Assessing a senior's ability to execute ADLs effectively is valuable in some government assistance programs, like Medicaid and veteran benefits. It can also help establish the appropriate degree of care and assistance for an individual. The assistance assisted living and memory care communities provide individuals with ADLs can be tailored to meet their specific needs.

What are Instrumental Activities of Daily Living?

In contrast to ADLs, IADLs do not need to be performed to support functional living. Nevertheless, they have the potential to dramatically enhance a person's quality of life and make it possible for that individual to live on their own successfully. IADLs are activities that we usually learn as young adults and are characterized by a higher level of mental complexity, organizational depth, and strategic planning than ADLs. A decline in an individual's performance of IADLs can frequently signal a loss in cognitive health.

Similar to Dr. Katz's index for ADLs, the Lawton-Brody Scale measures the functionality of IADLs. Like the ADL Index, the Lawton-Brody Scale works on a spectrum and considers a range of abilities. According to this index, IADLs include the ability to:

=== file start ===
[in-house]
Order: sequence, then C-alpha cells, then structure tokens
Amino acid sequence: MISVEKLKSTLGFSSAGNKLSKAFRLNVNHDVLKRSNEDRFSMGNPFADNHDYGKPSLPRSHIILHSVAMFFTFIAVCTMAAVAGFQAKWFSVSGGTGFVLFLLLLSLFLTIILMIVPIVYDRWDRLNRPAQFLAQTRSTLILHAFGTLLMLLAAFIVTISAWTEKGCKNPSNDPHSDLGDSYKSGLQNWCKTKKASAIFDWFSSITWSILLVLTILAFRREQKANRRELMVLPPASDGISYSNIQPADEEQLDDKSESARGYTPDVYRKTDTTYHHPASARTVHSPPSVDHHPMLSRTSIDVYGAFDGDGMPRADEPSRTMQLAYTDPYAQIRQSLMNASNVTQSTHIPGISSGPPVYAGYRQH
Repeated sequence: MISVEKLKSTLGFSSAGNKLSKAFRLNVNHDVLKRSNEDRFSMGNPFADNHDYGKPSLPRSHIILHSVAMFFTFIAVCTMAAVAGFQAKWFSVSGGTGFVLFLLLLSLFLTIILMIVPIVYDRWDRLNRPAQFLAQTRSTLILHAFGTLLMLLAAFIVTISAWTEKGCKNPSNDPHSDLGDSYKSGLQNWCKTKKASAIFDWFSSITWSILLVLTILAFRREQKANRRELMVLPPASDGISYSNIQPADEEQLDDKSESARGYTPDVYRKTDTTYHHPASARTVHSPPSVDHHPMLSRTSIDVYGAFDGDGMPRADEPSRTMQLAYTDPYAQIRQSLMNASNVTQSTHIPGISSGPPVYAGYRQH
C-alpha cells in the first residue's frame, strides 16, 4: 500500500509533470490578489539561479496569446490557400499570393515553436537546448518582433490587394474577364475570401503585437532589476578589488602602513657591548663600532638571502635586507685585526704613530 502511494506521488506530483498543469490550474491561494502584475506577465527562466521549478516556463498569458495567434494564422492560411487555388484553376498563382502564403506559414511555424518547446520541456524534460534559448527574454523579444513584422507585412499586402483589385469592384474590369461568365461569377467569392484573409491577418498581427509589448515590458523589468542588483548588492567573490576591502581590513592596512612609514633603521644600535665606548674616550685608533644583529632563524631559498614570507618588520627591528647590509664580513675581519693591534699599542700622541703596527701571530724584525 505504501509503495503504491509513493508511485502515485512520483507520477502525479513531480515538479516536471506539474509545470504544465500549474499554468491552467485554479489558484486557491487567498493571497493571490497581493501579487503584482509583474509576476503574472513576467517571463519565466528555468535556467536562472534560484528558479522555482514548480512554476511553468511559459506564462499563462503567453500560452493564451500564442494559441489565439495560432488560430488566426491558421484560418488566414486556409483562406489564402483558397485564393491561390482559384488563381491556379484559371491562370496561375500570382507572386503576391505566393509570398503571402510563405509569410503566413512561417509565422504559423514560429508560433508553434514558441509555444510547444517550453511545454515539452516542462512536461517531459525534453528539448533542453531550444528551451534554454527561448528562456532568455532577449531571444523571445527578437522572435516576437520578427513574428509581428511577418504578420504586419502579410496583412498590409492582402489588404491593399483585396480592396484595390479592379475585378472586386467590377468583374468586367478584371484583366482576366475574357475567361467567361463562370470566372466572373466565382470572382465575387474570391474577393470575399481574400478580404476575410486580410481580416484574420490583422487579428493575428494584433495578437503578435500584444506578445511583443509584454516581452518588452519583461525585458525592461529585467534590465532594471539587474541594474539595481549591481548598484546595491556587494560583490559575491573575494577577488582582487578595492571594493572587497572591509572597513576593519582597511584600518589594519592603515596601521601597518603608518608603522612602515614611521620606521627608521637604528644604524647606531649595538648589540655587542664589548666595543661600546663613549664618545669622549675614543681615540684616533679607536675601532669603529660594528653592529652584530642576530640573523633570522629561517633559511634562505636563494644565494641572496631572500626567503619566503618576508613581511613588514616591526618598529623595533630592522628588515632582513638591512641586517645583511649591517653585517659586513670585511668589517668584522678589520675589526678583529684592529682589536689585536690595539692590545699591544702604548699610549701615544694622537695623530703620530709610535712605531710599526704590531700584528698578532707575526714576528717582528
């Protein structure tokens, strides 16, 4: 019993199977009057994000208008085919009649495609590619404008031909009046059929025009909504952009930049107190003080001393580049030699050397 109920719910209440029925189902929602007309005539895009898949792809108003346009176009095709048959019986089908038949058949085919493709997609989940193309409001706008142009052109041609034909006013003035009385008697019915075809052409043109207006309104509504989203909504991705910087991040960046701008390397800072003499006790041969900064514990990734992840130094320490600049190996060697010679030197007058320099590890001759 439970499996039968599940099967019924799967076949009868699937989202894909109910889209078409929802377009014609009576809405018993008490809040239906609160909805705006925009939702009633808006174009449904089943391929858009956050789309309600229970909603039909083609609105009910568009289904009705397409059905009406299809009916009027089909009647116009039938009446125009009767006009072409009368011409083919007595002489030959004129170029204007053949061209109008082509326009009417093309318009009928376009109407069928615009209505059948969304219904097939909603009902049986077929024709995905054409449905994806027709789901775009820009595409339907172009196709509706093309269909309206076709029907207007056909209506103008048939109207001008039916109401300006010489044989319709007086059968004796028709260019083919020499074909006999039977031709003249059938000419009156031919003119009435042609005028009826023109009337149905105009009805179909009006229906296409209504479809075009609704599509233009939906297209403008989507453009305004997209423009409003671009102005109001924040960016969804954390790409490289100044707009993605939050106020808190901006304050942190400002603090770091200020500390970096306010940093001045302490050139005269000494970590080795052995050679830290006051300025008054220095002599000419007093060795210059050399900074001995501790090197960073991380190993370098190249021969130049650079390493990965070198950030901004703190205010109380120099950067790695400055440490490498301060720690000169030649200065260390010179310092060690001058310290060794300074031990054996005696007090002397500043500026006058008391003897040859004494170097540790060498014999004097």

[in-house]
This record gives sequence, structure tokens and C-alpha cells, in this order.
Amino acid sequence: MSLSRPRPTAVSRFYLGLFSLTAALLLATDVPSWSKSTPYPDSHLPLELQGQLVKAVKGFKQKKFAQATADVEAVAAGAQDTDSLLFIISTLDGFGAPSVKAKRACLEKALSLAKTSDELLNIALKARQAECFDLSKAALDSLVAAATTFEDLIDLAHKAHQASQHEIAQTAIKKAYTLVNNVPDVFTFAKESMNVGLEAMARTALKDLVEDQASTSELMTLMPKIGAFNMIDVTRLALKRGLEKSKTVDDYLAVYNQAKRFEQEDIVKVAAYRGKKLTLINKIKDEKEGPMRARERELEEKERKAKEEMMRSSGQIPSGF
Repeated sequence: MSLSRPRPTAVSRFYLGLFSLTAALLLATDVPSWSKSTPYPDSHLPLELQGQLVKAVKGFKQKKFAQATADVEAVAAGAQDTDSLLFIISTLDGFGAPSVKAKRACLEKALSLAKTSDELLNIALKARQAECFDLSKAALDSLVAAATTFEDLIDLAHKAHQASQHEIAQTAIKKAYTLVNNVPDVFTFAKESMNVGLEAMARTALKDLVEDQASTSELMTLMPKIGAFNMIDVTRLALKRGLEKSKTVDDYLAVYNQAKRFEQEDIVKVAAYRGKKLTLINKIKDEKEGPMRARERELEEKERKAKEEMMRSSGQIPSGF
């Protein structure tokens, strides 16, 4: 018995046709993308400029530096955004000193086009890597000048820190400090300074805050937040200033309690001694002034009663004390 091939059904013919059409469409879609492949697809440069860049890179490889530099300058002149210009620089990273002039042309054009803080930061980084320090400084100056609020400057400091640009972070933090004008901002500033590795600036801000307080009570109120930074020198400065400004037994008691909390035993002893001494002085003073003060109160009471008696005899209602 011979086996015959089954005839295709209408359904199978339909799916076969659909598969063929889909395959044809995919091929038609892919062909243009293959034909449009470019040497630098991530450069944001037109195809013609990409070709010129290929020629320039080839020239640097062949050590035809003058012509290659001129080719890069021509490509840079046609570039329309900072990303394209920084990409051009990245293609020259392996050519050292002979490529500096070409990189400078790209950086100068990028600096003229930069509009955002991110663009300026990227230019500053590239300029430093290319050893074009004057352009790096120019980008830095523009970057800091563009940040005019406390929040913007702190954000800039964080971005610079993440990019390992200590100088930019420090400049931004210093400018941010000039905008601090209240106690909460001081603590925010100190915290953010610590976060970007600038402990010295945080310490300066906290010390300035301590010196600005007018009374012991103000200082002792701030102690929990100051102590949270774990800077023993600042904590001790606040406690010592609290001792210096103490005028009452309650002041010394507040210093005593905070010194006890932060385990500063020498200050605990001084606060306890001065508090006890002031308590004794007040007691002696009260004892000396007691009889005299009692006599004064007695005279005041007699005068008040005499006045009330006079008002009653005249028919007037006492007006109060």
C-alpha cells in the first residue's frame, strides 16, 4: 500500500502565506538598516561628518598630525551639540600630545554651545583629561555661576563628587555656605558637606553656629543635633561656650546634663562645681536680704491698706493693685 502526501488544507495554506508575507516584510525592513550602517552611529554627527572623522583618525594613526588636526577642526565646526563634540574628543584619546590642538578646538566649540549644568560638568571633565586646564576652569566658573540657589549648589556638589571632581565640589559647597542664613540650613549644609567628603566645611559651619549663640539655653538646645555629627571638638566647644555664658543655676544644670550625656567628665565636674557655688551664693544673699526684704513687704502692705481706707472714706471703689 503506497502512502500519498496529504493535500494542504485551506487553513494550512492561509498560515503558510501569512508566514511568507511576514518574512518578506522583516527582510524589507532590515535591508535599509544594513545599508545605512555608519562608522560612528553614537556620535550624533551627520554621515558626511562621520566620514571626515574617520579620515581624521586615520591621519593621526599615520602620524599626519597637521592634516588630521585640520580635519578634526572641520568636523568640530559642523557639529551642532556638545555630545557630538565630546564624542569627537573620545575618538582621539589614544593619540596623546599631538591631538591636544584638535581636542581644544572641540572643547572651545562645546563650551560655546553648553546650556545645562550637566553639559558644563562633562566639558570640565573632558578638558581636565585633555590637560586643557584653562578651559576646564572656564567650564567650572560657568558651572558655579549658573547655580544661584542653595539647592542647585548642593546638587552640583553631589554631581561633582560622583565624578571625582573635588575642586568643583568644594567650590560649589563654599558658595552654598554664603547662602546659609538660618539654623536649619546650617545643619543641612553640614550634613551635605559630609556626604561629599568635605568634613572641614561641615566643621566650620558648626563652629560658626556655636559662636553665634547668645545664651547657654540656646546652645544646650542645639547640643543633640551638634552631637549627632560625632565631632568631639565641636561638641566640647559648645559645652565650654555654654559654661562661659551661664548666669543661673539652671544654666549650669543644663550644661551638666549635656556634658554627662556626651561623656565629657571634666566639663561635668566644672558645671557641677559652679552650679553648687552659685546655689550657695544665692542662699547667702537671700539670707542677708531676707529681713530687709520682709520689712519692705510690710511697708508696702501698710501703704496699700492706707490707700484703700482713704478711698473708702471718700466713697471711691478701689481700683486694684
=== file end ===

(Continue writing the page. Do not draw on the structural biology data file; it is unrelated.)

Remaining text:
• Plan, prepare, and serve meals.
  • Manage personal finances.
  • Use communication devices, like a computer and telephone.
  • Travel independently in a vehicle or on public transportation
  • Manage home and housekeeping tasks.
  • Complete all shopping needs.

The Importance of ADLs and IADLs

Evaluating ADLs and IADLs can be very helpful to family members, caregivers, and healthcare professionals. You'll be able to gauge your loved one's health and how effectively they can perform essential daily tasks. By determining your family member's ability to complete those tasks, you will be able to answer specific questions regarding their well-being, including:

  • Even though she says she is doing fine, how is Mom really doing?
  • Does Dad need someone to assist him on a regular basis?
  • Should my parents really be living on their own? Is it even safe for them to do so?
  • Should we start looking into assisted living or memory care options?

Older adults who start to require a higher level of assistance with ADLs and IADLs are ideal candidates for assisted living and memory care communities. Assisted living and memory care communities supply residents with skilled and thoughtful assistance with ADLs and other aspects of personal care needs, and they also provide a way of life that complements IADLs. Moreover, residents of these communities do not need to worry about most IADLs because the communities offer a variety of services and amenities to residents, such as meal preparation, transportation, and maintenance. These are just a few of the many benefits of moving into an assisted living or memory care community.

For more information or no-cost assistance with independent living, assisted living, memory care, in-home care, or other senior living options in Northern Virginia’s Prince William County, Fairfax County, Loudoun County, Arlington County, or Alexandria, please call our local elder care experts today at (703) 878-7870 or contact us via e-mail.